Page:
The Royal Opera’s new production of Fidelio, borrowed from New York’s Metropolitan Opera, is dominated by a strong and nuanced performance by Karita Mattila as the faithful wife with a mission.
With her characteristic bright and beautiful tone, near-perfect for Beethoven’s angelic heroine, she shines in every scene.
In the pit, Antonio Pappano directs a fast and efficient performance of the triumphant score while, above him, the strengths of Jrgen Flimm‘s staging ebb and flow.
The contrast between the prison warden’s home and the austerity of his workplace is marked. We see a set of steps decorated with potted plants and a table and chairs projecting domesticity and a little warmth into the grim surroundings of the prison yard. There’s a strong sense of a simple home life played out within the confines of an inhumane institution and political reality.
“Wahre liebe frchtet nicht” (True love fears nothing) is scrawled like graffiti across the frontcloth. What’s so strong about Mattila’s interpretation is that we can clearly see the pain she suffers at her deception of those who love and trust her. Leonora’s bravery lies in her determination to pursue her goal no matter what difficulties she encounters and who may get hurt in the process. The end the rescue of a husband unjustly imprisoned and facing a possible death sentence – is more important than the means.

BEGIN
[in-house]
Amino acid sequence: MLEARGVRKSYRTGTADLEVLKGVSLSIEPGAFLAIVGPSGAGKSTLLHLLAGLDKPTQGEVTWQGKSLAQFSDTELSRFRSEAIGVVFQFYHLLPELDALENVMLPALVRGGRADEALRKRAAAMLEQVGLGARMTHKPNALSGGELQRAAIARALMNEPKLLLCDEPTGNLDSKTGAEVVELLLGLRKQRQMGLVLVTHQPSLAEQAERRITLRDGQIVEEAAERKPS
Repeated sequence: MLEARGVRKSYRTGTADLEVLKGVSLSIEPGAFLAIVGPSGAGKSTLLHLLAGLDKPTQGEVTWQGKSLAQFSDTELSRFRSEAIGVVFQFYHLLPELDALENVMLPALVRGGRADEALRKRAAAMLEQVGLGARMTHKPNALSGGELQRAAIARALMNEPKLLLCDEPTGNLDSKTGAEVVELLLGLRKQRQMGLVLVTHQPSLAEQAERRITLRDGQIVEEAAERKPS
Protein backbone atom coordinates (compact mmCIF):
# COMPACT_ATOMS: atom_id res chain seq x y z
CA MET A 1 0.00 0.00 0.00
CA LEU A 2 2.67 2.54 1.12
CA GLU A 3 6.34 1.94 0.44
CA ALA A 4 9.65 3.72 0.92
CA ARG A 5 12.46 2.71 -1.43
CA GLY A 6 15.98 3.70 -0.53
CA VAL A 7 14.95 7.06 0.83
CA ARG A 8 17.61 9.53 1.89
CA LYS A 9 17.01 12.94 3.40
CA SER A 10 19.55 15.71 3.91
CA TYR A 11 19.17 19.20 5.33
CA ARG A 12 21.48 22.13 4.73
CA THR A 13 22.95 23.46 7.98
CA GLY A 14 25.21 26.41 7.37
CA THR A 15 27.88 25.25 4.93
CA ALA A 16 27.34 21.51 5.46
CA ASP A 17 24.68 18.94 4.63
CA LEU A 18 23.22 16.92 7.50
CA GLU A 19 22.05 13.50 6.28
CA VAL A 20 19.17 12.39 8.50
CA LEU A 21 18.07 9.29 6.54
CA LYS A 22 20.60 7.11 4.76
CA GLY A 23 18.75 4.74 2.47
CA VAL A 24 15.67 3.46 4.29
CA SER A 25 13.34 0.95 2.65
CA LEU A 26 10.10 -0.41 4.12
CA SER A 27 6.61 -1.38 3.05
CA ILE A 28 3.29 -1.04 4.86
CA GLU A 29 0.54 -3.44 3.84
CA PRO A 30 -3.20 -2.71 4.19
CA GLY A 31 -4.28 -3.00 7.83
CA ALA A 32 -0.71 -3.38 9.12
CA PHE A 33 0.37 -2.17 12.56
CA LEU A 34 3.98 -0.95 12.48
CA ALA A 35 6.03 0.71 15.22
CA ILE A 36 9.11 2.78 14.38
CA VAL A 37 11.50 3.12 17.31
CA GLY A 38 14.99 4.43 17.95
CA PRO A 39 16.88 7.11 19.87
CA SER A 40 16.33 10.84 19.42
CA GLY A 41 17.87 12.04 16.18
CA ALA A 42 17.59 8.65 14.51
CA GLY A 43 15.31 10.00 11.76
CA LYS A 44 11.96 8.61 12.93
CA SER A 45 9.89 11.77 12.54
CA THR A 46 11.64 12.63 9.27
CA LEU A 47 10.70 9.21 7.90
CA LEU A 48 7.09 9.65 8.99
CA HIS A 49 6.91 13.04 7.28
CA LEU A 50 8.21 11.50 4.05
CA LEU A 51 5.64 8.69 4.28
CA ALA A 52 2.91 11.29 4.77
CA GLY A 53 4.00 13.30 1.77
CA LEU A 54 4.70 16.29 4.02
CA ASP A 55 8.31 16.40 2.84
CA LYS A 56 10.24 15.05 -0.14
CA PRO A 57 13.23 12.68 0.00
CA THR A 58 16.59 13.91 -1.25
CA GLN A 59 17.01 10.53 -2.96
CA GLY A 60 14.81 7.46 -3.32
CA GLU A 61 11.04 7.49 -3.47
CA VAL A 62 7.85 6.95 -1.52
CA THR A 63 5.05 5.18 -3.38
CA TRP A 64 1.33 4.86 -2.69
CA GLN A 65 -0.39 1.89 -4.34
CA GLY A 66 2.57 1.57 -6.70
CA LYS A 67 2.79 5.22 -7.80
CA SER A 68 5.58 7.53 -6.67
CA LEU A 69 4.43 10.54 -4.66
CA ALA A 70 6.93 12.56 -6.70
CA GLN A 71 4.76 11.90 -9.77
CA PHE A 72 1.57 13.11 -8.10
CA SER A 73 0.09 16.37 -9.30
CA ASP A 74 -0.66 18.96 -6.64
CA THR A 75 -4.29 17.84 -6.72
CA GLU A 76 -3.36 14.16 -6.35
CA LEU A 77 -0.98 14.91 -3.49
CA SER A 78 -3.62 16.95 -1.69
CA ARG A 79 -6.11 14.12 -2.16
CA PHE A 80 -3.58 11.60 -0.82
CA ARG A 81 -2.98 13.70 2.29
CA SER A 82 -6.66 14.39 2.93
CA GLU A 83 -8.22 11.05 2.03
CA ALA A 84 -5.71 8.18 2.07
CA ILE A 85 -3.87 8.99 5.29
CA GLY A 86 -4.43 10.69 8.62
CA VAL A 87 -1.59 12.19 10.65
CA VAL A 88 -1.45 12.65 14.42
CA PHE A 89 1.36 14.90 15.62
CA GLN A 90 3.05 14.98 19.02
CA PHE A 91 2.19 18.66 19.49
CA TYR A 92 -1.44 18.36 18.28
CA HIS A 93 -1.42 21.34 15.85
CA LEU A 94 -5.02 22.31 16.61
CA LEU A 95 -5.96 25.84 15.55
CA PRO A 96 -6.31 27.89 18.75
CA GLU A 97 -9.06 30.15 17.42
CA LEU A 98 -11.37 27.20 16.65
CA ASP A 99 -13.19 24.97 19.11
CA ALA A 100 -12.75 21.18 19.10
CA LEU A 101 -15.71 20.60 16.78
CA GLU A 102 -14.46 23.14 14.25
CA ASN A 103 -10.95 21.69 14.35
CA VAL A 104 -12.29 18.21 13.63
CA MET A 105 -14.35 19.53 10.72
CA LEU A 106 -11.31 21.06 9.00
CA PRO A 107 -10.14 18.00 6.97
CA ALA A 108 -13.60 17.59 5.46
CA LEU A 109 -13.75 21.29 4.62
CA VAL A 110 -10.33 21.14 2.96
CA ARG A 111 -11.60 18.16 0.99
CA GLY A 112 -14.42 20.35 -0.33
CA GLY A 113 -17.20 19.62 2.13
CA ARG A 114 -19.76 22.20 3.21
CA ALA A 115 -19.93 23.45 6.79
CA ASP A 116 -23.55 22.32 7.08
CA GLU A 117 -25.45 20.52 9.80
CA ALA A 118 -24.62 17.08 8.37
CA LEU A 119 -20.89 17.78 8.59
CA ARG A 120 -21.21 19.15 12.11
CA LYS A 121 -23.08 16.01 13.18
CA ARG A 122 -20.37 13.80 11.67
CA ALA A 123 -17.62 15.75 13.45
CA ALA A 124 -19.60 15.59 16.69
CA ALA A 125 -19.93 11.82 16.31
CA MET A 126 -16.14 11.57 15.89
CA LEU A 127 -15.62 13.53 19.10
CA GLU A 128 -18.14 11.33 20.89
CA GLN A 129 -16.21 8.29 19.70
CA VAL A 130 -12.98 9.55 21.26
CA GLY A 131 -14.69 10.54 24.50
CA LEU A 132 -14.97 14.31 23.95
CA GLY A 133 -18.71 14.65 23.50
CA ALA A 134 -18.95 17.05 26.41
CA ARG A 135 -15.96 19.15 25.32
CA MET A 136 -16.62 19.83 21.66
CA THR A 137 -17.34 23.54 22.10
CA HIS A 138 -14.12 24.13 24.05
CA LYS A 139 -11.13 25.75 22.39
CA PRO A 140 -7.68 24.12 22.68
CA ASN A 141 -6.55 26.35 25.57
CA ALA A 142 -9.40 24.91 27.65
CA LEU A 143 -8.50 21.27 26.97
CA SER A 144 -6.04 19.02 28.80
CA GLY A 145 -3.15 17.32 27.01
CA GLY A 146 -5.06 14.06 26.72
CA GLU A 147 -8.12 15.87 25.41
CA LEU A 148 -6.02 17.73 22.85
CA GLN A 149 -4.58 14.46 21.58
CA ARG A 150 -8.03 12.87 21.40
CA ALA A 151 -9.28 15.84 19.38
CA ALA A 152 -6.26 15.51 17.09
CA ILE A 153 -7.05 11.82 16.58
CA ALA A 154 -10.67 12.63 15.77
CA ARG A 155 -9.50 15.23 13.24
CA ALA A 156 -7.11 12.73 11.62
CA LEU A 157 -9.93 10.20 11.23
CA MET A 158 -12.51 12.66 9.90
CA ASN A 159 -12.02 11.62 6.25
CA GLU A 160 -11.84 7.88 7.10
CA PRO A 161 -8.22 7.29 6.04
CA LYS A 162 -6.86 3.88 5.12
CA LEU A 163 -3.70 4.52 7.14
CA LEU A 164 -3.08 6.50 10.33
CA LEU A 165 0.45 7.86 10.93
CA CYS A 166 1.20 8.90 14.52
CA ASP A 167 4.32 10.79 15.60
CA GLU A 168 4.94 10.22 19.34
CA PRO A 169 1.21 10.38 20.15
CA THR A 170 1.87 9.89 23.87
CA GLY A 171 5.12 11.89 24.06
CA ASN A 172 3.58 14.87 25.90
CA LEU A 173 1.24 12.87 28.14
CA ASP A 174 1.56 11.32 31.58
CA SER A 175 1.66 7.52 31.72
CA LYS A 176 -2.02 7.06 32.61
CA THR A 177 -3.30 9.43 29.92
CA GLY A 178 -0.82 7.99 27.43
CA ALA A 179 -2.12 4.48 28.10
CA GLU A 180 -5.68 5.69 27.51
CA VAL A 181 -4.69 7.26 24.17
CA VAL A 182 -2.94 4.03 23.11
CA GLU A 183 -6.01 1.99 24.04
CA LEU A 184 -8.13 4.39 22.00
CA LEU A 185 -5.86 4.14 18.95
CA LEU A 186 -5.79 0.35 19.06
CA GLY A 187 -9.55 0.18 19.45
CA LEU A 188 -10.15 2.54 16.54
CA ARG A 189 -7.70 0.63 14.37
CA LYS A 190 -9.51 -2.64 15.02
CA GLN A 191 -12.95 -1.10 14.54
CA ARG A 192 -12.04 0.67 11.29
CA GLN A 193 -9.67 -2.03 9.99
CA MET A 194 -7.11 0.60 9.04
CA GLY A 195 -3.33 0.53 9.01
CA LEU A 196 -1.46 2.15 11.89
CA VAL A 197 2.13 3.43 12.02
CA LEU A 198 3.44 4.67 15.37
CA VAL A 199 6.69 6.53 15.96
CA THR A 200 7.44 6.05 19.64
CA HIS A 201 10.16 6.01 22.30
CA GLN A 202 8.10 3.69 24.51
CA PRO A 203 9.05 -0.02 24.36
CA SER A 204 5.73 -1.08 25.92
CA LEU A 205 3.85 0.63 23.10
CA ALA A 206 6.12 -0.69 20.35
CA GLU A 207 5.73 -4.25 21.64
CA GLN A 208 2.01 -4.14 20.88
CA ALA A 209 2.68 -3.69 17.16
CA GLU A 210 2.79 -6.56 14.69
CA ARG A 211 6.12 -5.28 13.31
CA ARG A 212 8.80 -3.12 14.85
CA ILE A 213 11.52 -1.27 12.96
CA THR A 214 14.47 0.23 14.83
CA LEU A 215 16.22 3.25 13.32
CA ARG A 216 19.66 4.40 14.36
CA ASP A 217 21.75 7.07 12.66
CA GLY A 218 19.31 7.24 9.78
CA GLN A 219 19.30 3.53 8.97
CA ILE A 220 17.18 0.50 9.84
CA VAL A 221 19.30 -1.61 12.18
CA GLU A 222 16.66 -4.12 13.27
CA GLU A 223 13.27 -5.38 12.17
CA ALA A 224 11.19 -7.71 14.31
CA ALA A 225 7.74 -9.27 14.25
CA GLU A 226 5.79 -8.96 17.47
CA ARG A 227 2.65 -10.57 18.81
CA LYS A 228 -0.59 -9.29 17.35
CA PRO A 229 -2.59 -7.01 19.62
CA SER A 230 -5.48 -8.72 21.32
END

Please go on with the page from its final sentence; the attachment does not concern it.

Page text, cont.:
These are ordinary people trying to make the best of extraordinary circumstances. The storyline and the relationship between the quartet is very clearly played out, with convincing performances and fine singing by Ailish Tynan and Robert Murray as Marzelline and Jaquino and Eric Halvarson as the prison warden Rocco.
Mattila is a tall and masculine Fidelio, whose habit of concealing things money she steals into her rucksack, a wedding ring, a gun she slips into her boot – is the sort of detail that makes Flimm’s direction of the early scenes quite compelling.
Less successful are the more grandiose aspects of the opera, such as his handling of the later crowd scenes. The release of the prisoners’ chorus is not helped by a set that gives little feeling that these are men being freed into the open air after a long incarceration and the final chorus just doesn’t convince it’s anything other than a group of ladies and gents in fancy dress looking as though they’re enjoying themselves at a provincial race meeting. Their communal brandishing of knives at Pizzaro, as he’s spirited away in disgrace, jars in its inappropriateness and poor execution.
Norwegian baritone Terje Stensvold as the prison governer is excellent in the early scenes, a sinister sadist in a suit, but his acting falls apart in the second act during a clumsily staged confrontation with Leonora and Florestan.
As the latter, Endrik Wottrich, in his Royal Opera debut, is a strong light dramatic tenor but by the time of his appearance the production seems to be losing its way somewhat. His dungeon is grim enough, a dank industrial basement with piles of luggage and shoes (overtones of the holocaust), but it gives way to an unconvincing painted backcloth as the stage opens up for the final scene.
At the first performance, Pappano conducted a sublime quartet but little else that particularly impressed, the final scenes rather jaunty and lacking in grandeur, although the last chorus packed a punch. This is a welcome new production of the opera but it has to be said a mixed performance that is ultimately worth catching for Mattila alone.